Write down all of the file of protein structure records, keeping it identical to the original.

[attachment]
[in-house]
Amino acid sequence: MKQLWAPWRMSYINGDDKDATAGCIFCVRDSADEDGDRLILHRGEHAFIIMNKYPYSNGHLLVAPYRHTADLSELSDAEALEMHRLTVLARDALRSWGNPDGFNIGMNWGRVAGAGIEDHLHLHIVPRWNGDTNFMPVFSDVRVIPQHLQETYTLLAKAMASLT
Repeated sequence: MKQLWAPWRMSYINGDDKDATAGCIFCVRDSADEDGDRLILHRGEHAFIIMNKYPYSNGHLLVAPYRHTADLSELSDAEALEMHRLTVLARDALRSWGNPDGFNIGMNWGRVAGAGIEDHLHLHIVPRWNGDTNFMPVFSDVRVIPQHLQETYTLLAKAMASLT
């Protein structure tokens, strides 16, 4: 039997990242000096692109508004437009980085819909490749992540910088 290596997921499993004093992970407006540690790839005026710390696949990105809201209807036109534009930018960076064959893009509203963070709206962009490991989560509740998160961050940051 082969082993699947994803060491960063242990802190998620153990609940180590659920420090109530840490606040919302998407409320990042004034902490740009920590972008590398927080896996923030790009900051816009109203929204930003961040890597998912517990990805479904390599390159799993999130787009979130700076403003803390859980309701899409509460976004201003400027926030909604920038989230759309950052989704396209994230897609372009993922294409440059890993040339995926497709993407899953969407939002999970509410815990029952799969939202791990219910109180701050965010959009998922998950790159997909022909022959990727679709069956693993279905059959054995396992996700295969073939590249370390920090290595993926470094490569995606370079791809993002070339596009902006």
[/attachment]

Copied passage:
[in-house]
Amino acid sequence: MKQLWAPWRMSYINGDDKDATAGCIFCVRDSADEDGDRLILHRGEHAFIIMNKYPYSNGHLLVAPYRHTADLSELSDAEALEMHRLTVLARDALRSWGNPDGFNIGMNWGRVAGAGIEDHLHLHIVPRWNGDTNFMPVFSDVRVIPQHLQETYTLLAKAMASLT
Repeated sequence: MKQLWAPWRMSYINGDDKDATAGCIFCVRDSADEDGDRLILHRGEHAFIIMNKYPYSNGHLLVAPYRHTADLSELSDAEALEMHRLTVLARDALRSWGNPDGFNIGMNWGRVAGAGIEDHLHLHIVPRWNGDTNFMPVFSDVRVIPQHLQETYTLLAKAMASLT
């Protein structure tokens, strides 16, 4: 039997990242000096692109508004437009980085819909490749992540910088 290596997921499993004093992970407006540690790839005026710390696949990105809201209807036109534009930018960076064959893009509203963070709206962009490991989560509740998160961050940051 082969082993699947994803060491960063242990802190998620153990609940180590659920420090109530840490606040919302998407409320990042004034902490740009920590972008590398927080896996923030790009900051816009109203929204930003961040890597998912517990990805479904390599390159799993999130787009979130700076403003803390859980309701899409509460976004201003400027926030909604920038989230759309950052989704396209994230897609372009993922294409440059890993040339995926497709993407899953969407939002999970509410815990029952799969939202791990219910109180701050965010959009998922998950790159997909022909022959990727679709069956693993279905059959054995396992996700295969073939590249370390920090290595993926470094490569995606370079791809993002070339596009902006």